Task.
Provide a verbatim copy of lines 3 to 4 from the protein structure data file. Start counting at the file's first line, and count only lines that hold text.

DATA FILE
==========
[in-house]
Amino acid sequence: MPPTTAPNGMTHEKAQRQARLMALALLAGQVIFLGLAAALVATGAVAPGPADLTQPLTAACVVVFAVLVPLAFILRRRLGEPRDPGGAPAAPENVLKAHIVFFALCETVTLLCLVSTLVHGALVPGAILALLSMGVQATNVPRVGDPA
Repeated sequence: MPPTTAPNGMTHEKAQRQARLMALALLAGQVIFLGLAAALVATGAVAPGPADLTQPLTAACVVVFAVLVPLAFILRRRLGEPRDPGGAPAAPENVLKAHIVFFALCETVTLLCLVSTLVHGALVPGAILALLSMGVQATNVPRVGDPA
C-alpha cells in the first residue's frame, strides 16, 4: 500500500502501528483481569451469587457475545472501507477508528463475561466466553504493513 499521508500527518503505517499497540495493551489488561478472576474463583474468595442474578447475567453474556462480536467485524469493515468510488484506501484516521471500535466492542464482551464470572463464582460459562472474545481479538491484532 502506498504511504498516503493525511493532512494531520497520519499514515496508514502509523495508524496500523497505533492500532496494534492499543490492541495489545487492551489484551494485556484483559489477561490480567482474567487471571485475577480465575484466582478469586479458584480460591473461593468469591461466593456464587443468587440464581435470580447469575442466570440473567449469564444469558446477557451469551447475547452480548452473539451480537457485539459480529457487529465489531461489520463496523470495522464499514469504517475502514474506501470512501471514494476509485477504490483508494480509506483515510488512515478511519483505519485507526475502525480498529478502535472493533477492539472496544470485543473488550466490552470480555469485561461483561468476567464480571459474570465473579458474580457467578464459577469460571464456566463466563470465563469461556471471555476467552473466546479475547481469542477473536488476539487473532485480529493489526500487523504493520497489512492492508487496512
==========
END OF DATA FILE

Repeated sequence: MPPTTAPNGMTHEKAQRQARLMALALLAGQVIFLGLAAALVATGAVAPGPADLTQPLTAACVVVFAVLVPLAFILRRRLGEPRDPGGAPAAPENVLKAHIVFFALCETVTLLCLVSTLVHGALVPGAILALLSMGVQATNVPRVGDPA
C-alpha cells in the first residue's frame, strides 16, 4: 500500500502501528483481569451469587457475545472501507477508528463475561466466553504493513 499521508500527518503505517499497540495493551489488561478472576474463583474468595442474578447475567453474556462480536467485524469493515468510488484506501484516521471500535466492542464482551464470572463464582460459562472474545481479538491484532 502506498504511504498516503493525511493532512494531520497520519499514515496508514502509523495508524496500523497505533492500532496494534492499543490492541495489545487492551489484551494485556484483559489477561490480567482474567487471571485475577480465575484466582478469586479458584480460591473461593468469591461466593456464587443468587440464581435470580447469575442466570440473567449469564444469558446477557451469551447475547452480548452473539451480537457485539459480529457487529465489531461489520463496523470495522464499514469504517475502514474506501470512501471514494476509485477504490483508494480509506483515510488512515478511519483505519485507526475502525480498529478502535472493533477492539472496544470485543473488550466490552470480555469485561461483561468476567464480571459474570465473579458474580457467578464459577469460571464456566463466563470465563469461556471471555476467552473466546479475547481469542477473536488476539487473532485480529493489526500487523504493520497489512492492508487496512